Ok, so I’m a lazy person, right? We all know that.
I love to cook, I love to eat, I’m constantly hungry, but I’m lazy. It doesn’t mean I don’t cook (otherwise this blog would have been kind of pointless…) But I don’t like to cook something that makes me work too hard for my food.
Why am I saying that? Because being Gluten-free, while generally doesn’t bother me at all, has one small disadvantage – I am being sort of left out on good pastries and please; let me explain:
so yeah we all know that you can buy gluten-free pastries, or flours but they are: expensive, and most of the time not so worthy, at least not the ones I’ve tasted (again, generally speaking without making exceptions). Of course there are plenty of people who work days and nights to find some sense in gluten-free flour mixing and making some logic in quantities and measurements that should be put to get the perfect bread/cake/cookie etc. Of course I could do that…. The art of baking is just another skill that needs to be mastered… but I’m lazy so leave me alone.
And I’m a dentistry student; I’m busy saving people’s…teeth and… stuff….
Seriously though, since my gluten intolerance was discovered, I was lucky enough not to suffer so much from pastry cravings but they do occur sometimes and I usually manage to hang in there, despite the fact that right next to my house is an amazing bakery with the most amazing stuff that I can do nothing about except stare and drool.
Börek, or in its Israeli name Bourekas is a Turkish-originated savory pastry which is prevalent in many Mediterranean countries in various shapes and forms. They normally contain cheese but may contain other things like potatoes or spinach. In Israel all of them, especially the cheese one is a huge hit. You cannot turn a corner without hitting some bakery that just had a hot batch out of the oven. It is the perfect snack that you can just buy and take away with you and enjoy it while it’s hot and it’s one of the pastries I miss the most.
Like many of my best recipes, this one came by mistake. I bought a box of tofu and by mistake I bought tofu with dill – which is a herb I don’t like much. I obviously didn’t want to throw it away so I thought “hmmm, what goes well with dill? – Cheese! Let’s make a vegan cheese Börek!” the cheese in the Börek needs to be somewhat viscous which is why the tofu went really well with the cashew cheese. Since that day, I made this dish a bunch of times more and now, I actually buy dill for this dish alone. I am still not a big fan of this herb but in small portions, it goes really well with it.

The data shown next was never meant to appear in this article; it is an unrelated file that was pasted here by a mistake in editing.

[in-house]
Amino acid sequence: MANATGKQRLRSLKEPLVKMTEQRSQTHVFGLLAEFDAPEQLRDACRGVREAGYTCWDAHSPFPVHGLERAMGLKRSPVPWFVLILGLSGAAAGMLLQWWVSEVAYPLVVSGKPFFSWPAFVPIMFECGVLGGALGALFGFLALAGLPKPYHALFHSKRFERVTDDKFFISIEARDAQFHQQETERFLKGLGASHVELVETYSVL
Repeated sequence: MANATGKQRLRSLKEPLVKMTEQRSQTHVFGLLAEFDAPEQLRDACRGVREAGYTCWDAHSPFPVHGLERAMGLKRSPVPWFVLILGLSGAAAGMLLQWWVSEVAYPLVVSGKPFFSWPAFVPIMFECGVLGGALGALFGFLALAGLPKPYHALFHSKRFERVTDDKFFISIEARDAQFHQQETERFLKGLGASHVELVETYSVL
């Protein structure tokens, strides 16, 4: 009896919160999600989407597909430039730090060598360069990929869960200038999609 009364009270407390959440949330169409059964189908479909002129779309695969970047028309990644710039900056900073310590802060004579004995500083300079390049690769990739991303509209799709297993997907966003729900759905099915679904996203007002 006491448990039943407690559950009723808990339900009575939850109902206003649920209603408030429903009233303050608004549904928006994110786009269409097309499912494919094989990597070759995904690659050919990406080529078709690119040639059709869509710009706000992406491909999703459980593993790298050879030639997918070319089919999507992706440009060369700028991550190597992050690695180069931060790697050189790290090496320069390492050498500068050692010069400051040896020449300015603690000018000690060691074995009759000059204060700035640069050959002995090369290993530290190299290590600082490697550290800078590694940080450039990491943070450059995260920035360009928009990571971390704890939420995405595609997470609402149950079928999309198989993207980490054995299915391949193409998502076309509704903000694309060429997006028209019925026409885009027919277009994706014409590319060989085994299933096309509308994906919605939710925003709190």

Börek is usually made either with Phyllo dough or with puff pastry however; since both are containing gluten (not to mention high amounts of oil…) it was always a big no-no. I came up with the best solution for lazy people (i.e me!) and also taste-wise it ended up to be practically the same, *drumroll*…….. Rice paper!
This makes for the ideal comfort food pastry for me. I am completely addicted!
If you know how to make spring rolls, than you can skip the part of my recipe that instructs how to do that. However, if you are new to rice paper and spring rolls, you will find instructions along the recipe. Make sure that you have a big enough bowl/pan to place them (I use my pie pan)
Ingredients: (for 10 servings)
- 10 Rice papers
- 300 gram Tofu
- 1 cup raw cashews, previously soaked
- 1 tsp basil powder
- ½ tsp dill powder
- 1 tsp lemon juice
- 1 tsp salt
- Sunflower or Canola Oil, enough for dying the Böreks
- Sesame, enough for topping the Böreks
For the filling:
- Dry the tofu as well as you can with a towel, cut it to 3-4 pieces and place it in the food processor. At first it will be crumbly but process it for a few minutes until it reaches a pasty consistency. Once it reaches this consistency, add in the cashews until both ingredients are equally mixed, then add in the basil, dill, salt and lemon juice.
For the Rice papers:
- Take a bowl or a pan and fill it with warm water.
Place a dry, clean towel next to it. Take the first rice paper and place it inside the bowl for approx. 15 seconds until the paper becomes softer. Make sure your hands are in contact with the rice paper at all times to prevent it from folding due to the temperature.
- Once the paper has softened, place it on a clean, dry towel. Pour a heaped tablespoon of the filling onto the paper, close to one of the edges of the paper. With your fingers, try to mold it to be somewhat linear and with equal proportions all across the surface you smeared it upon.
- Fold the margin of the rice paper on the filling and then fold the two lateral margins on each side of the filling.
- Roll the paper until it covers the entire mold. Make sure it is tightened on all sides.
With a brush, die all sides of the Börek with oil and spread sesame seeds over its top part.
Place the Böreks in an oven pan lined by parchment paper and place in an oven pre-heated to 200°C/392°F for 10 minutes. Flip them and wait another 10 minutes. After that flip them again for 3-5 minutes until they turn slightly golden in color.
Eat them while they’re hot.
They are great to eat with a nice fresh salad on the side.
I don’t recommend keeping them and reheating because they lose some of their crispiness when they are re-heated, but if you must, they can hold for a few days in the fridge and much more if needed in the freezer.
Song of the recipe: Soon it’s gonna rain – Kristin Chenoweth and Mandy Patinkin